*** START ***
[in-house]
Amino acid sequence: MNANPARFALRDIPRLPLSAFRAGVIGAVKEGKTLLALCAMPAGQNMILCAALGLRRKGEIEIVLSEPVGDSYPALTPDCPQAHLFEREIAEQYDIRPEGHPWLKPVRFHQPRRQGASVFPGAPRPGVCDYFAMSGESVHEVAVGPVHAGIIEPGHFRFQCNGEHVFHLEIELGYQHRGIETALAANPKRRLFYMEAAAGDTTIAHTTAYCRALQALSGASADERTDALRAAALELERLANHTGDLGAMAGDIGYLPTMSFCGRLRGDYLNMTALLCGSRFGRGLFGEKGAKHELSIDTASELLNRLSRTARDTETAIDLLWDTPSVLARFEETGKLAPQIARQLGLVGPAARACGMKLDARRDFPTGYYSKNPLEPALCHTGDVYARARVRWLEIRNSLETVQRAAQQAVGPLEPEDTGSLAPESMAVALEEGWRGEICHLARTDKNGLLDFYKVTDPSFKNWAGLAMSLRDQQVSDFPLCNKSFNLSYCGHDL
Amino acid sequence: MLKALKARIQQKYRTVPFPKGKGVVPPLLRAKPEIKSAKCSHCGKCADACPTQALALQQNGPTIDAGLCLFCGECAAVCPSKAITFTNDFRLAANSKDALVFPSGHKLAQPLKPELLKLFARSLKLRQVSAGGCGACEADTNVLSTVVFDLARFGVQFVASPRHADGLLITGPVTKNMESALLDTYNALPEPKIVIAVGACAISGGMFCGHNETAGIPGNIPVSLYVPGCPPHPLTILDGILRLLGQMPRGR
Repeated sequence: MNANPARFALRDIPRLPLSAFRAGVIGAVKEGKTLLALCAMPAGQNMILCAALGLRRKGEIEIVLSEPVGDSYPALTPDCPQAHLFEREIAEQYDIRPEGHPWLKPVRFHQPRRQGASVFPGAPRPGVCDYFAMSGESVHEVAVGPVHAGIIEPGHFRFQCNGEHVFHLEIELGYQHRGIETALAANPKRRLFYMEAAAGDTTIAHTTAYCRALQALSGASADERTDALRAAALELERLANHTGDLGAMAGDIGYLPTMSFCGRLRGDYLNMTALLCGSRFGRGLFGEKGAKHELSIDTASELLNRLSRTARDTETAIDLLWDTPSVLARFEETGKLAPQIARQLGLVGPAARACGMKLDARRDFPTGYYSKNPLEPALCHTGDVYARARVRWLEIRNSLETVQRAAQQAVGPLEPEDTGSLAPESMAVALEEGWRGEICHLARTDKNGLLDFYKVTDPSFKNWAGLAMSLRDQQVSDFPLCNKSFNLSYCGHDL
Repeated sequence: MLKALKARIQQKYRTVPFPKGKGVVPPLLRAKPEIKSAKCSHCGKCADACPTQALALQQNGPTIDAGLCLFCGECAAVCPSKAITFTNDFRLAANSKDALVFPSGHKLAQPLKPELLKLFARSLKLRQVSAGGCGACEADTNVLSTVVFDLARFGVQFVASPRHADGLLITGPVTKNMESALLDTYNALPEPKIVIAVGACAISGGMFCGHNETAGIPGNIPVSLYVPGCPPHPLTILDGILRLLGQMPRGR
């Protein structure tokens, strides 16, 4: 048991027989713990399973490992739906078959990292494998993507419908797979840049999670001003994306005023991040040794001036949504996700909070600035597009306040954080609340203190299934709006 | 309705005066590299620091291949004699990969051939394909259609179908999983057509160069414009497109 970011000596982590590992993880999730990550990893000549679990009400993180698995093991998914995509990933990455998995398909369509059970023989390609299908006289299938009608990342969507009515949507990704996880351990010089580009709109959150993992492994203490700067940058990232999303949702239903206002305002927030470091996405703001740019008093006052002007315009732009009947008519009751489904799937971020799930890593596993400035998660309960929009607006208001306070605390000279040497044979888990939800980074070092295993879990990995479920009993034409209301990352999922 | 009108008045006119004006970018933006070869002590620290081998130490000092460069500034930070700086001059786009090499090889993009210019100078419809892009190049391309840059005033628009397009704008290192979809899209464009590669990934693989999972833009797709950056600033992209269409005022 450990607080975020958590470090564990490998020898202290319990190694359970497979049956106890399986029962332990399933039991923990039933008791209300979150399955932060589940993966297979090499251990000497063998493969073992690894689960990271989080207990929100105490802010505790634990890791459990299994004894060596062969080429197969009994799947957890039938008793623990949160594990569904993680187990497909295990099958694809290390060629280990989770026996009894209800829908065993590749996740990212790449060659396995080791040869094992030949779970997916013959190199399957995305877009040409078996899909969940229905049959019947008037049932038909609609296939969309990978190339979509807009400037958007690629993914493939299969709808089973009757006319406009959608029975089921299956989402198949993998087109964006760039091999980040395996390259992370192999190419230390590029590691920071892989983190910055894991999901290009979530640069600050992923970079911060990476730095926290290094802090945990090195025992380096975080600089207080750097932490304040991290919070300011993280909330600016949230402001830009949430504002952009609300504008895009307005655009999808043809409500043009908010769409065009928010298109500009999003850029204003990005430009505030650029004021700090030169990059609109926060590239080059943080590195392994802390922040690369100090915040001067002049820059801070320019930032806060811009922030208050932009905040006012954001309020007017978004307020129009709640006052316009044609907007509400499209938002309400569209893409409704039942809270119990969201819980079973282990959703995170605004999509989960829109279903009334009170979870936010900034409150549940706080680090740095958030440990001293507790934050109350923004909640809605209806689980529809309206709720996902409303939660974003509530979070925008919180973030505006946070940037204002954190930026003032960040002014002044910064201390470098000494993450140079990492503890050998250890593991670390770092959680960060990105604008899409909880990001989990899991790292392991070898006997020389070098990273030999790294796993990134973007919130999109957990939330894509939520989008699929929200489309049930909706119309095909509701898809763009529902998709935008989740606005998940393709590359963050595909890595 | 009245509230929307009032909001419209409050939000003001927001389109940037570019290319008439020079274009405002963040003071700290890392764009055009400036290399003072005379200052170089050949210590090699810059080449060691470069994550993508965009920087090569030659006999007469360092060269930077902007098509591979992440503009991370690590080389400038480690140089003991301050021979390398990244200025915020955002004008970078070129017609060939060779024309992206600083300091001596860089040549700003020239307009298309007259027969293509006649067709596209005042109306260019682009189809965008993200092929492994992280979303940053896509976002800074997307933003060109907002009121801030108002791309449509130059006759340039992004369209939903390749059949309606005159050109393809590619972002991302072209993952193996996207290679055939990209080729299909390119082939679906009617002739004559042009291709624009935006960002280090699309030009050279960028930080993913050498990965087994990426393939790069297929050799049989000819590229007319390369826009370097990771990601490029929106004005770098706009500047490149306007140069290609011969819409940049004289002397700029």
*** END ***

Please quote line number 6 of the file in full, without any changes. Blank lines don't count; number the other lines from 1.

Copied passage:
């Protein structure tokens, strides 16, 4: 048991027989713990399973490992739906078959990292494998993507419908797979840049999670001003994306005023991040040794001036949504996700909070600035597009306040954080609340203190299934709006 | 309705005066590299620091291949004699990969051939394909259609179908999983057509160069414009497109 970011000596982590590992993880999730990550990893000549679990009400993180698995093991998914995509990933990455998995398909369509059970023989390609299908006289299938009608990342969507009515949507990704996880351990010089580009709109959150993992492994203490700067940058990232999303949702239903206002305002927030470091996405703001740019008093006052002007315009732009009947008519009751489904799937971020799930890593596993400035998660309960929009607006208001306070605390000279040497044979888990939800980074070092295993879990990995479920009993034409209301990352999922 | 009108008045006119004006970018933006070869002590620290081998130490000092460069500034930070700086001059786009090499090889993009210019100078419809892009190049391309840059005033628009397009704008290192979809899209464009590669990934693989999972833009797709950056600033992209269409005022 450990607080975020958590470090564990490998020898202290319990190694359970497979049956106890399986029962332990399933039991923990039933008791209300979150399955932060589940993966297979090499251990000497063998493969073992690894689960990271989080207990929100105490802010505790634990890791459990299994004894060596062969080429197969009994799947957890039938008793623990949160594990569904993680187990497909295990099958694809290390060629280990989770026996009894209800829908065993590749996740990212790449060659396995080791040869094992030949779970997916013959190199399957995305877009040409078996899909969940229905049959019947008037049932038909609609296939969309990978190339979509807009400037958007690629993914493939299969709808089973009757006319406009959608029975089921299956989402198949993998087109964006760039091999980040395996390259992370192999190419230390590029590691920071892989983190910055894991999901290009979530640069600050992923970079911060990476730095926290290094802090945990090195025992380096975080600089207080750097932490304040991290919070300011993280909330600016949230402001830009949430504002952009609300504008895009307005655009999808043809409500043009908010769409065009928010298109500009999003850029204003990005430009505030650029004021700090030169990059609109926060590239080059943080590195392994802390922040690369100090915040001067002049820059801070320019930032806060811009922030208050932009905040006012954001309020007017978004307020129009709640006052316009044609907007509400499209938002309400569209893409409704039942809270119990969201819980079973282990959703995170605004999509989960829109279903009334009170979870936010900034409150549940706080680090740095958030440990001293507790934050109350923004909640809605209806689980529809309206709720996902409303939660974003509530979070925008919180973030505006946070940037204002954190930026003032960040002014002044910064201390470098000494993450140079990492503890050998250890593991670390770092959680960060990105604008899409909880990001989990899991790292392991070898006997020389070098990273030999790294796993990134973007919130999109957990939330894509939520989008699929929200489309049930909706119309095909509701898809763009529902998709935008989740606005998940393709590359963050595909890595 | 009245509230929307009032909001419209409050939000003001927001389109940037570019290319008439020079274009405002963040003071700290890392764009055009400036290399003072005379200052170089050949210590090699810059080449060691470069994550993508965009920087090569030659006999007469360092060269930077902007098509591979992440503009991370690590080389400038480690140089003991301050021979390398990244200025915020955002004008970078070129017609060939060779024309992206600083300091001596860089040549700003020239307009298309007259027969293509006649067709596209005042109306260019682009189809965008993200092929492994992280979303940053896509976002800074997307933003060109907002009121801030108002791309449509130059006759340039992004369209939903390749059949309606005159050109393809590619972002991302072209993952193996996207290679055939990209080729299909390119082939679906009617002739004559042009291709624009935006960002280090699309030009050279960028930080993913050498990965087994990426393939790069297929050799049989000819590229007319390369826009370097990771990601490029929106004005770098706009500047490149306007140069290609011969819409940049004289002397700029």